We study human relationships with physical environments using interdisciplinary approaches grounded in environmental psychology.  We examine the different ways people value environments, how people form attitudes towards environmental issues, what enables or constrains positive environmental behaviour, and how physical environments influence human well-being and function. Key themes in our work include human relationships with forest ecosystems, urban ecosystems and green infrastructure, and bushfire prone landscapes.

We are interested in understanding how local residents, the general public and decision-makers relate to environments and environmental issues.

People overlooking bushland

Our research is characterised by use of mixed methods, and interdisciplinary and integrative strategies that allow us to address complex, multi-faceted and practical environmental challenges.  We use qualitative methods such as interviews and observation to explore human interactions with environments, and specialise in quantitative strategies, such as large scale surveys of the general public, to understand population-wide trends and associations. We collaborate with ecologists, sociologists, spatial scientists and others to build frameworks and methodologies that draw on the strengths of multiple academic disciplines. We work closely with environmental policy makers and planners to develop knowledge that is applicable to everyday environmental challenges and professional practices.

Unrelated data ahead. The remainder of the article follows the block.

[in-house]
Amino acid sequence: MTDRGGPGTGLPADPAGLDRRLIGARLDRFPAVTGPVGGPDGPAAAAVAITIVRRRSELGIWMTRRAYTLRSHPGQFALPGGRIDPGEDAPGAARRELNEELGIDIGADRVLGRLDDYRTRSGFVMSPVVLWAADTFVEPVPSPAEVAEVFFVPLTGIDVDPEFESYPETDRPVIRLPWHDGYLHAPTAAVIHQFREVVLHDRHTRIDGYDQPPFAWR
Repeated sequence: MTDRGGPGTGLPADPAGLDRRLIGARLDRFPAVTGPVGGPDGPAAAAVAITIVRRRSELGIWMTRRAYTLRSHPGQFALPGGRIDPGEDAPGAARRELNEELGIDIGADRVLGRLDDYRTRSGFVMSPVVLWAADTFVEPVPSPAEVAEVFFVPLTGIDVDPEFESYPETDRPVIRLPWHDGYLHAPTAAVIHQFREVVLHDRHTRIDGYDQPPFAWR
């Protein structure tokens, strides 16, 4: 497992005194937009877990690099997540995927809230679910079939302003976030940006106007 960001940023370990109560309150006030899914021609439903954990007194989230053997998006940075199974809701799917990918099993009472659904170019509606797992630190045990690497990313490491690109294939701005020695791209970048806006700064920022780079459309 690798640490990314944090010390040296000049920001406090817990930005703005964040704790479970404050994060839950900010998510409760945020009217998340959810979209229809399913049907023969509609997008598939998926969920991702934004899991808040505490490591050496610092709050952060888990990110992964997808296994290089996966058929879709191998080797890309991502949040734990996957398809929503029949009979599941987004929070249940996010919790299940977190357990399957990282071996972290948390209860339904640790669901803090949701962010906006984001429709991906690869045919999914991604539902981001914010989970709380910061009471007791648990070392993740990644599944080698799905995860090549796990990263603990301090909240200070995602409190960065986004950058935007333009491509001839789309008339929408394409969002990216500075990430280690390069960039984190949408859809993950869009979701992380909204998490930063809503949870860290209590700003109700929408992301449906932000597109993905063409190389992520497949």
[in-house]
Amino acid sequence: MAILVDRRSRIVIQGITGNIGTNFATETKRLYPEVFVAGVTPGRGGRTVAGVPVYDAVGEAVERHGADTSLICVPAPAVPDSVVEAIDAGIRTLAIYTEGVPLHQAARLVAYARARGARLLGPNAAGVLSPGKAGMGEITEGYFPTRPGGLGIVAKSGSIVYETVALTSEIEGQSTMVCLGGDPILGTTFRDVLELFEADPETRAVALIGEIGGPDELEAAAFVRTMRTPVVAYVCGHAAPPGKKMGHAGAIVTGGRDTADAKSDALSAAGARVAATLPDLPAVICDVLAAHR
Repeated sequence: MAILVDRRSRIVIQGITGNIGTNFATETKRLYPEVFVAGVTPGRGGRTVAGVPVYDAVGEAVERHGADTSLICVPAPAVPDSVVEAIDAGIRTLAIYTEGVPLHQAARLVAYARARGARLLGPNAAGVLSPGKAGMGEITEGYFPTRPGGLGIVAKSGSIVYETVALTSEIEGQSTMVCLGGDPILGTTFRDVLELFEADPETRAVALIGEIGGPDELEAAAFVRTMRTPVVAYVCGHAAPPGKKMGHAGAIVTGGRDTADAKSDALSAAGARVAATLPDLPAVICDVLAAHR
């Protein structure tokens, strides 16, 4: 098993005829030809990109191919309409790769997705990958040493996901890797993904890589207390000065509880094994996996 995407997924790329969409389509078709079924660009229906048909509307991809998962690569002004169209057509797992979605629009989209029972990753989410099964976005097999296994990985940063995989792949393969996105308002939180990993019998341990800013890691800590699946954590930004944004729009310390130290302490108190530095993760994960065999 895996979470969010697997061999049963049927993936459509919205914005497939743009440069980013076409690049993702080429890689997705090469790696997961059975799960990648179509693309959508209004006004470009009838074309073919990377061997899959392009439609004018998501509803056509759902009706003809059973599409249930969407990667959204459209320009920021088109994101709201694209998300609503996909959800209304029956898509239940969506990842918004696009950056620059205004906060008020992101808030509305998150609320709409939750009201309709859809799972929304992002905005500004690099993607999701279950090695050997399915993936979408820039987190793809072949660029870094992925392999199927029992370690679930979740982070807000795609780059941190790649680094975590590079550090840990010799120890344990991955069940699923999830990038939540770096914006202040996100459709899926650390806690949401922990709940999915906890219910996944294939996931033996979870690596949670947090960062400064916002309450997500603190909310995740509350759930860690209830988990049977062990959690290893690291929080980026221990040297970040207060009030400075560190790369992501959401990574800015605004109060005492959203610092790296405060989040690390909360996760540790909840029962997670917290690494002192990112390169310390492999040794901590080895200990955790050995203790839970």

People interacting with wetlands

Our work provides insights to the kinds of environments that are valued by people and that promote well-being and enjoyment.  We work with environmental planners and managers to help them identify how to plan and design healthy, sustainable environments.

Our work also provides insights to public response to environmental policy and management. We work with policy makers and planners to help them understand how this information can be used to improve environmental policy and management.


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